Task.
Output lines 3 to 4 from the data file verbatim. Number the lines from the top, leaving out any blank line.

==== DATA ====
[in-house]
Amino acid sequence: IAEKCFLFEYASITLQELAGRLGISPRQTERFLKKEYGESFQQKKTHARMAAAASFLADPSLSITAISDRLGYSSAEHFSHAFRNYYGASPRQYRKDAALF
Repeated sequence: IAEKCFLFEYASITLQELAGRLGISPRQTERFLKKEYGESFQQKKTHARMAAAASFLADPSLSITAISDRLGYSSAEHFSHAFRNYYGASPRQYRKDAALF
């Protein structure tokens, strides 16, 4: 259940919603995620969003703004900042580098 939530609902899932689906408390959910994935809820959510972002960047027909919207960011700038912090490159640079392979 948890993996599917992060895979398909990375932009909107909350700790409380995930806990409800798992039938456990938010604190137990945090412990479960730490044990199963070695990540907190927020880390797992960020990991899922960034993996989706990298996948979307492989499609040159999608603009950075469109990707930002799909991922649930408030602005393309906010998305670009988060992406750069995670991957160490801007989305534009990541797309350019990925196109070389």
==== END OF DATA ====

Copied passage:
Repeated sequence: IAEKCFLFEYASITLQELAGRLGISPRQTERFLKKEYGESFQQKKTHARMAAAASFLADPSLSITAISDRLGYSSAEHFSHAFRNYYGASPRQYRKDAALF
């Protein structure tokens, strides 16, 4: 259940919603995620969003703004900042580098 939530609902899932689906408390959910994935809820959510972002960047027909919207960011700038912090490159640079392979 948890993996599917992060895979398909990375932009909107909350700790409380995930806990409800798992039938456990938010604190137990945090412990479960730490044990199963070695990540907190927020880390797992960020990991899922960034993996989706990298996948979307492989499609040159999608603009950075469109990707930002799909991922649930408030602005393309906010998305670009988060992406750069995670991957160490801007989305534009990541797309350019990925196109070389």